Euflora Cannabis Dispensary
Colorado Amendment 64 allows recreational marijuana use for adults over twenty-one and the legal cultivation, manufacture and sale of cannabis products. Embracing the new legislation are innovative businesses like Euflora Cannabis Dispensary, which offers a vast array of products and staff who provide comprehensive information. We spoke with its owner, Jamie Perino, to learn more.
Medical marijuana was approved in Colorado on November 7, 2000. Many other states have also legalized medical marijuana, but only in the last two years has its recreational use been passed into law in Alaska, Oregon, Washington, Colorado and the District of Columbia.
Jamie Perino worked as national sales manager for various building companies when she was approached by a friend who was looking for an investor for a marijuana business. Jamie’s work had slowed during the recession. She wanted to change direction, and this was an opportunity to do just that.
“My initial plan was just to be a silent investor, not work or have anything to do with it and still continue with the building industry. But, as things started to expand, and Amendment 64 looked like it was going to pass, we spent a lot of time looking for locations that would work for a tourist market.”
In the beginning, Jamie spent countless hours meeting with police and the Downtown Denver Partnership (The non-profit business organization plans, manages and develops in the downtown area.). There were places for rent or lease but, as soon as marijuana was mentioned, doors closed. Eventually, a location owner allowed Jamie and her crew to obtain a lease.
“Once he offered us a lease, that’s when I started working by going door to door to meet the neighbors and hang out by the Downtown Denver Partnership and getting involved with the activities in the area to let people know that we are just entrepreneurs,” she explains.
Jamie quit her job and worked full time as an owner and operator of Euflora Cannabis Dispensary at the 16th Street Mall in Denver Colorado. The business began as a medical dispensary that served customers by appointment only but, in September of 2014, it expanded to sell products for recreational use.
Euflora has the distinction of being the only cannabis dispensary in a mall. The 16th Street Mall is an outdoor pedestrian mall that runs about seventeen blocks with buses to shuttle people along its length. The location of the dispensary here is convenient due to its proximity to the convention centre and hotels.
Although it is in a public area with 2.5 million visitors per year, there were concerns that violence and crime rates might increase, or that people would smoke in the mall area. People who were unfamiliar with the product found themselves afraid despite no readily-available statistics to justify their fears.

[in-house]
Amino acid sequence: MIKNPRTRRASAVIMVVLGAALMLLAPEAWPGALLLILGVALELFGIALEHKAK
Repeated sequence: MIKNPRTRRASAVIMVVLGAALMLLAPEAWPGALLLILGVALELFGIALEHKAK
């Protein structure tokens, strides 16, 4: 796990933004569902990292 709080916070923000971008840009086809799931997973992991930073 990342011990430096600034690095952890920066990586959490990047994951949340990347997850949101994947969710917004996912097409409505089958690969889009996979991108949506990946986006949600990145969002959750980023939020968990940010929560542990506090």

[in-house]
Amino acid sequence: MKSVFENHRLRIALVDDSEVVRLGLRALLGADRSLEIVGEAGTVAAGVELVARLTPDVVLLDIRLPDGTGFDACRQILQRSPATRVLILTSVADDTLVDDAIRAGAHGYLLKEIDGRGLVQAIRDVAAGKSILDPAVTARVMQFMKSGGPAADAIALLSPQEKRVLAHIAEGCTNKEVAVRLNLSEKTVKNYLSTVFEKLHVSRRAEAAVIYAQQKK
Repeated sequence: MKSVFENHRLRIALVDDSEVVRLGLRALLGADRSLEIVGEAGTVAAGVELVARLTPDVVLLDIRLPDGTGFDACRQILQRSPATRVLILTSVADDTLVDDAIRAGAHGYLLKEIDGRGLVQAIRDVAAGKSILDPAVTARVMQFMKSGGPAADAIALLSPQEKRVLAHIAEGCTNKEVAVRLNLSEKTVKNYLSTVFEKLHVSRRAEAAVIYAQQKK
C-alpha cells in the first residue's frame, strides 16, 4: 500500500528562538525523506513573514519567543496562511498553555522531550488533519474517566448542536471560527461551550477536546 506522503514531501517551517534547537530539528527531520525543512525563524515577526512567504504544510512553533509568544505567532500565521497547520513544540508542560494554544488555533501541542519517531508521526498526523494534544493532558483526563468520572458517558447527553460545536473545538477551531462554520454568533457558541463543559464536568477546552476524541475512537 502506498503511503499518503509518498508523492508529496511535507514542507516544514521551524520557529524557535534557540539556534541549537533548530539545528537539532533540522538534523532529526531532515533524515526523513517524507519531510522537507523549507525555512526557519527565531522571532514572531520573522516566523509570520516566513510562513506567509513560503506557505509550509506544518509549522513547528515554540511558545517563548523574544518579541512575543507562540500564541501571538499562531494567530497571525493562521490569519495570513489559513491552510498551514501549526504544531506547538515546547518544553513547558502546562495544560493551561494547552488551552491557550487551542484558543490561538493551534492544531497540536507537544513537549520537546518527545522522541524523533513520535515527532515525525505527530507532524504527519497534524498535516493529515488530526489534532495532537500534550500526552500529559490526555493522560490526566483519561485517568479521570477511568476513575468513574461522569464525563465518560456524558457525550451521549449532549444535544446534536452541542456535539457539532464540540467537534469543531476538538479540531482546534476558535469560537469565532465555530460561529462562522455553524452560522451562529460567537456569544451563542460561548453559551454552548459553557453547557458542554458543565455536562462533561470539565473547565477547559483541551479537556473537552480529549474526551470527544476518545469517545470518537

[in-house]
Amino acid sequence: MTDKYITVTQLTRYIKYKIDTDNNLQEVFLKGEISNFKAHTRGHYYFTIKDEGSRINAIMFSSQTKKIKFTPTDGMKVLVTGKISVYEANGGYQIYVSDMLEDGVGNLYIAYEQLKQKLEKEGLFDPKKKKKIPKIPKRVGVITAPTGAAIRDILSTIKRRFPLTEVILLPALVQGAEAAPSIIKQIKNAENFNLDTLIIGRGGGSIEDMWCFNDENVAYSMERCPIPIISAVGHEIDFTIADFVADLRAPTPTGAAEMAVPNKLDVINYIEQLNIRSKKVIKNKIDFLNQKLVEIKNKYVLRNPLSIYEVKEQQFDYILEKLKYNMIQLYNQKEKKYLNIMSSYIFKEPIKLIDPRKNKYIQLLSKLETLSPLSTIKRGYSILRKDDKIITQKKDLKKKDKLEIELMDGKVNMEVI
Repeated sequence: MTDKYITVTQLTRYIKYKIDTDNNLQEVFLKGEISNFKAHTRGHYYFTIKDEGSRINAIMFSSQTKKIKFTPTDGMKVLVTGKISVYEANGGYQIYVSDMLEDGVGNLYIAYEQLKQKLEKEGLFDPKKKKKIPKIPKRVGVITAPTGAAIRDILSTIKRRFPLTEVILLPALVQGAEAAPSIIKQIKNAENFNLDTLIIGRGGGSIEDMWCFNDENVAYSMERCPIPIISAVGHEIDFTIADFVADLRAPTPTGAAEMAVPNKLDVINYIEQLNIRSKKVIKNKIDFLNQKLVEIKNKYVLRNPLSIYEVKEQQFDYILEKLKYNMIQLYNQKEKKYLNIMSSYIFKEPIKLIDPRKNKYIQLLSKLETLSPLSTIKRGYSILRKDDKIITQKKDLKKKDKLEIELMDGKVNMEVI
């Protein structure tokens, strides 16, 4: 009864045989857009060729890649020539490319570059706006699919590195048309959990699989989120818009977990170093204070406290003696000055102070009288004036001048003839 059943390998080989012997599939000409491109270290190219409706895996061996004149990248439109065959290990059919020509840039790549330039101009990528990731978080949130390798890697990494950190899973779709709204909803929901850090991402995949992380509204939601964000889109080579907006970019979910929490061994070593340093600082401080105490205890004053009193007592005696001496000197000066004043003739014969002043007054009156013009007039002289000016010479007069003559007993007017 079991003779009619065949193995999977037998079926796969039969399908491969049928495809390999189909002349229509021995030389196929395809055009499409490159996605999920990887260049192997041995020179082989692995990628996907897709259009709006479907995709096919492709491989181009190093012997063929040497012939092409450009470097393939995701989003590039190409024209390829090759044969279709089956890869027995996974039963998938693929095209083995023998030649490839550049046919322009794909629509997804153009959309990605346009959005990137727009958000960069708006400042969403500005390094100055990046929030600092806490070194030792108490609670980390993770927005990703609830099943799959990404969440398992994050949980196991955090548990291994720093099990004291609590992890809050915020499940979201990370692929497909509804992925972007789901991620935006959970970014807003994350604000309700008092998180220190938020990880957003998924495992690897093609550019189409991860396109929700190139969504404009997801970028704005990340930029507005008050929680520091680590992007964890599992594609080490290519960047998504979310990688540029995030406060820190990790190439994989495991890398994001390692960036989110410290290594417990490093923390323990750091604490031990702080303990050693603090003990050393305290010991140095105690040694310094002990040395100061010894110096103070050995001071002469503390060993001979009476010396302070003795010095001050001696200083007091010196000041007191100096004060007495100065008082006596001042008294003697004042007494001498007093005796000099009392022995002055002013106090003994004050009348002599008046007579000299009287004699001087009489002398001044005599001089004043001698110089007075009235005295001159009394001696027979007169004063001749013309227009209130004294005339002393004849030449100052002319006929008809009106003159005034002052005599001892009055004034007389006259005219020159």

Police forces tend not to be opposed to this amendment. Jamie has been told that the police would much prefer to deal with someone who is high, than someone who is drunk.
It should be no surprise that the three main bodies opposed to the legalization of marijuana are the pharmaceutical industry, alcohol and tobacco manufacturers and the prison system. The first two groups fear that this will infringe on sales, and since large parts of the prison system in the U.S. are privatized, fewer prisoners mean less profit.
“If you can’t throw somebody in prison for having an ounce of marijuana, how would they support themselves? If you took all the people out of prison with marijuana charges, the prison would be fairly empty.”
More dispensaries are not opening in malls because of stringent regulations. These businesses must be one thousand feet from another dispensary and one thousand feet from a school. The requirements make it tough to find a suitable location, especially for a recreational dispensary.
Jamie knew that many people would be coming in from outside the state to take advantage of legal recreational marijuana. As Euflora is very close to the convention centre and hotels that host events throughout the year, Jamie met with the concierges, bell boys, restaurant owners, waitstaff and bartenders and offered them compensation and kickbacks to refer clients to the dispensary. “We would give out little business cards and, when distributed, that person would get a certain percentage back to spend in the store.”
This was necessary as there are not many ways to market this product in Colorado. Advertising cannot happen on TV, in newspapers or to anyone under the age of twenty-one. Hotel magazines work very well because technically you cannot rent a room unless you are at least twenty-one. “We are able to put ourselves in these magazines in the hotels, and we’ve been able to negotiate with some of them to be exclusive, near the front of the hotel lobby or other ways to grab the consumer’s attention right away.”